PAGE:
Are you an American* watching fútbol in Mexico? Wishing you were watching football instead?
Perhaps procuring a little bit of Spanish slang will help you experience some of the excitement that defines this sport worldwide. It’s easy! You don’t have to lie to your wife and fly to Russia in order to be overwhelmed by the dedication and passion of soccer fans. This little starter chart is free!
During the World Cup this summer I decided to root for the opposing team because I was born in Germany. But mostly because watching any sport with rivalry is more fun. But German ancestry aside, since I don’t really have a dog in any soccer fight I wore one of my UO football shirts.
In an astounding opening to the 2018 World Cup Mexico beat Germany — the 2014 world champions. And the reaction around the country supposedly registered on the Richter scale. That is to say that Mexicans love soccer so much their enthusiasm is literally seismic. Or so we thought. The US Geological Survey isn’t so sure but the possibility is definitely amusing. But not as amusing as watching true soccer fans watch soccer.
Before we begin let’s get a quick list of basic soccer terms out of the way so we can focus on the good stuff: portero means goalie, penal is indeed a penalty, striker is delantero, cancha is soccer field and arbitro is the ref.
If you are a foreign guest in the home of Mexican soccer fans, an Oxxo is (almost certainly) right around the corner. So grab a Tecate and get your reading glasses if you need them. I’ve curated this list of slang just for you, harvested during the 2018 World Cup, the Rayados regular season and La Seleccion Mexicana.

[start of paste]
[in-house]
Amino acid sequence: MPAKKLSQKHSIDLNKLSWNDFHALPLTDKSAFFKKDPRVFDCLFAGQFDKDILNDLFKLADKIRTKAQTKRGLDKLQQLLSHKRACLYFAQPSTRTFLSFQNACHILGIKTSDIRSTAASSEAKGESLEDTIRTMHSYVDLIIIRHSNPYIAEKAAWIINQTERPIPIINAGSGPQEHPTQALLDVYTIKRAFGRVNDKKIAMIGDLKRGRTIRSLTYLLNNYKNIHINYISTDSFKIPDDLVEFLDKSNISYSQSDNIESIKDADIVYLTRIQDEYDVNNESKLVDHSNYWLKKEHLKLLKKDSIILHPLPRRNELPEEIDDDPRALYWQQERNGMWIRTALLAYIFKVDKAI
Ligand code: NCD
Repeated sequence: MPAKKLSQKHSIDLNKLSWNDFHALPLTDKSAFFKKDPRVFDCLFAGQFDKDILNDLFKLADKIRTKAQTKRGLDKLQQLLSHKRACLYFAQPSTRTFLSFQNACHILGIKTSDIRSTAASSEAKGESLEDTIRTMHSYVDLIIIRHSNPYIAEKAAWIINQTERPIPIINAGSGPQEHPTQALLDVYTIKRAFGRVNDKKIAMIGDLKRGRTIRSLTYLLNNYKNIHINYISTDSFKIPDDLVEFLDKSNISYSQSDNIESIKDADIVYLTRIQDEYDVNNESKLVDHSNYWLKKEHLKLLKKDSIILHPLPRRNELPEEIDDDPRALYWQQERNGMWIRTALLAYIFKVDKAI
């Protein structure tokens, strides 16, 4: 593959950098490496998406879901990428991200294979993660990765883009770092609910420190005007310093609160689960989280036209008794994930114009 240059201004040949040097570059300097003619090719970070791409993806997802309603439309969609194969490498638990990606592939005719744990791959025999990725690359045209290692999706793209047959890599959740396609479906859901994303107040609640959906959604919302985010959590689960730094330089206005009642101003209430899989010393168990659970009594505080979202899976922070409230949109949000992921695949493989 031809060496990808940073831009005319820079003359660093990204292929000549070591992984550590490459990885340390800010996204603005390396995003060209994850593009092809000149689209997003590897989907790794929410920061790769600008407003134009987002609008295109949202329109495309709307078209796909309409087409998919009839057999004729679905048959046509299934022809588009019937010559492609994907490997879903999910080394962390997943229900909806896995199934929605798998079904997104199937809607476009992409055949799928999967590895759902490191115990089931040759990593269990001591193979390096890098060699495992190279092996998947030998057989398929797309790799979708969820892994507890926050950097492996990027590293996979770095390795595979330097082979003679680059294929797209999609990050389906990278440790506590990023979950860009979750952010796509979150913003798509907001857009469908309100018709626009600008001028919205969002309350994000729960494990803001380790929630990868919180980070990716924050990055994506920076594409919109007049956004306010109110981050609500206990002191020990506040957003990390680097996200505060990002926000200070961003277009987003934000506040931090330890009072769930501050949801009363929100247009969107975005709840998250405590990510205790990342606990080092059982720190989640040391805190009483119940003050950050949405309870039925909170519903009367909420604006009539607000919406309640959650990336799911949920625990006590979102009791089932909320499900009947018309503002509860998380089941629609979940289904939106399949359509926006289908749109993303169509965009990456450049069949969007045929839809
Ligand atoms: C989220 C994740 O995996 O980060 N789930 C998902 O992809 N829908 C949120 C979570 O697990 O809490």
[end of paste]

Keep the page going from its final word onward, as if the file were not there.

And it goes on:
And remember, just like in English, slang is regional. Slang also varies within families and friend groups as much as it does in different countries. This includes inside jokes, which I learned are called chistes locales. There are 2o countries that recognize Spanish as their official language or one of their official languages but remember that there are no hard and fast rules. You can still sound ridiculous if you try to use new slang without learning the context. This is a listening guide — NOT a speaking guide. Literal translations won’t help you understand how or why or when to say which things. That takes a lot more time and context than a soccer game or two — even if they can feel like a long time!
It’s fun enough but I will likely never get to the wearing-tiny-sombreros-over-my-boobs level or even the painting-my-half-naked-body-to-look-like-a-jersey level of super fandom. But I can learn to enjoy it from the comfort of any couch while I wear my college football clothes, or at least learn a little bit more about what everyone else is loving and hating during a game.
And if you’re still perplexed by the global appeal of this sport, perhaps you’d like to borrow my copy of How Soccer Explains the World. Full disclosure: I haven’t read it yet. I was too busy watching the Rayados advance to the semi-finals.
*Since we don’t have a word in English to specify which of the American countries, let’s use estadounidense from now on.
Originally published at heathermedwards.com.